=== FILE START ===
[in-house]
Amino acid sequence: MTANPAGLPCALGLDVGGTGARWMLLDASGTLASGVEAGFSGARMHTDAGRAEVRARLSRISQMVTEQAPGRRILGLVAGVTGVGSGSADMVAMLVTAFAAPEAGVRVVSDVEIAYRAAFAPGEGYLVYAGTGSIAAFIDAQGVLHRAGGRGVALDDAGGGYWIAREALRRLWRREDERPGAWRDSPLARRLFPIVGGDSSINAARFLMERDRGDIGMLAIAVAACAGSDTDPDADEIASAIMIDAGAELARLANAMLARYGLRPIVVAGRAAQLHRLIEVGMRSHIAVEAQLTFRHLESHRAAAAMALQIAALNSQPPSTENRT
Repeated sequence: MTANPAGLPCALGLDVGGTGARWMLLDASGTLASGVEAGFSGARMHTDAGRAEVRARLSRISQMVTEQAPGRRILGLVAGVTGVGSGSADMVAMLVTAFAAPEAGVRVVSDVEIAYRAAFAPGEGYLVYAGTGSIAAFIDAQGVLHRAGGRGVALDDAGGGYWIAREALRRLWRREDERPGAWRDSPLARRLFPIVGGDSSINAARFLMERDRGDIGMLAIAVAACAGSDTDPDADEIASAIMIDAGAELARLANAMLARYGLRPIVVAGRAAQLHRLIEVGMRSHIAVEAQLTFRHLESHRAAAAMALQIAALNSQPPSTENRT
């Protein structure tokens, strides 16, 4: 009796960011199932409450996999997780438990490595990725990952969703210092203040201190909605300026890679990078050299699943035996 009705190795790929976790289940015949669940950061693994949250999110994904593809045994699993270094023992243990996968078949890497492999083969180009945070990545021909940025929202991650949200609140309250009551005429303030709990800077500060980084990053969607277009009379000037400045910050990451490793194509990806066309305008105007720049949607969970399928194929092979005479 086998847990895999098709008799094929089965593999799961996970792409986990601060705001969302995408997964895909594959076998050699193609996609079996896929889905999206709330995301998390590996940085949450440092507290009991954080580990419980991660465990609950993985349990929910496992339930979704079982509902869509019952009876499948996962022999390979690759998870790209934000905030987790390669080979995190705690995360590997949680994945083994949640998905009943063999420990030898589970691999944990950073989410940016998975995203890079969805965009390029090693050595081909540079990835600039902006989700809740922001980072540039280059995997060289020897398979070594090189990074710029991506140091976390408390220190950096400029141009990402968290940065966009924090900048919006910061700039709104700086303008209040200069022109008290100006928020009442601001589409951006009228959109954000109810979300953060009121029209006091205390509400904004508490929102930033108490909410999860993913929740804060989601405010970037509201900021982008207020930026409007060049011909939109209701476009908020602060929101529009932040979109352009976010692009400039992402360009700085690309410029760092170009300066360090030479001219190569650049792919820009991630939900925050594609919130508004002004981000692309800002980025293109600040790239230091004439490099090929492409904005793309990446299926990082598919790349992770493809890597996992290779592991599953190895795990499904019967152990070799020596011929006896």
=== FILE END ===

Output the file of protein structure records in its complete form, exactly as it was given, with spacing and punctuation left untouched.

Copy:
[in-house]
Amino acid sequence: MTANPAGLPCALGLDVGGTGARWMLLDASGTLASGVEAGFSGARMHTDAGRAEVRARLSRISQMVTEQAPGRRILGLVAGVTGVGSGSADMVAMLVTAFAAPEAGVRVVSDVEIAYRAAFAPGEGYLVYAGTGSIAAFIDAQGVLHRAGGRGVALDDAGGGYWIAREALRRLWRREDERPGAWRDSPLARRLFPIVGGDSSINAARFLMERDRGDIGMLAIAVAACAGSDTDPDADEIASAIMIDAGAELARLANAMLARYGLRPIVVAGRAAQLHRLIEVGMRSHIAVEAQLTFRHLESHRAAAAMALQIAALNSQPPSTENRT
Repeated sequence: MTANPAGLPCALGLDVGGTGARWMLLDASGTLASGVEAGFSGARMHTDAGRAEVRARLSRISQMVTEQAPGRRILGLVAGVTGVGSGSADMVAMLVTAFAAPEAGVRVVSDVEIAYRAAFAPGEGYLVYAGTGSIAAFIDAQGVLHRAGGRGVALDDAGGGYWIAREALRRLWRREDERPGAWRDSPLARRLFPIVGGDSSINAARFLMERDRGDIGMLAIAVAACAGSDTDPDADEIASAIMIDAGAELARLANAMLARYGLRPIVVAGRAAQLHRLIEVGMRSHIAVEAQLTFRHLESHRAAAAMALQIAALNSQPPSTENRT
């Protein structure tokens, strides 16, 4: 009796960011199932409450996999997780438990490595990725990952969703210092203040201190909605300026890679990078050299699943035996 009705190795790929976790289940015949669940950061693994949250999110994904593809045994699993270094023992243990996968078949890497492999083969180009945070990545021909940025929202991650949200609140309250009551005429303030709990800077500060980084990053969607277009009379000037400045910050990451490793194509990806066309305008105007720049949607969970399928194929092979005479 086998847990895999098709008799094929089965593999799961996970792409986990601060705001969302995408997964895909594959076998050699193609996609079996896929889905999206709330995301998390590996940085949450440092507290009991954080580990419980991660465990609950993985349990929910496992339930979704079982509902869509019952009876499948996962022999390979690759998870790209934000905030987790390669080979995190705690995360590997949680994945083994949640998905009943063999420990030898589970691999944990950073989410940016998975995203890079969805965009390029090693050595081909540079990835600039902006989700809740922001980072540039280059995997060289020897398979070594090189990074710029991506140091976390408390220190950096400029141009990402968290940065966009924090900048919006910061700039709104700086303008209040200069022109008290100006928020009442601001589409951006009228959109954000109810979300953060009121029209006091205390509400904004508490929102930033108490909410999860993913929740804060989601405010970037509201900021982008207020930026409007060049011909939109209701476009908020602060929101529009932040979109352009976010692009400039992402360009700085690309410029760092170009300066360090030479001219190569650049792919820009991630939900925050594609919130508004002004981000692309800002980025293109600040790239230091004439490099090929492409904005793309990446299926990082598919790349992770493809890597996992290779592991599953190895795990499904019967152990070799020596011929006896």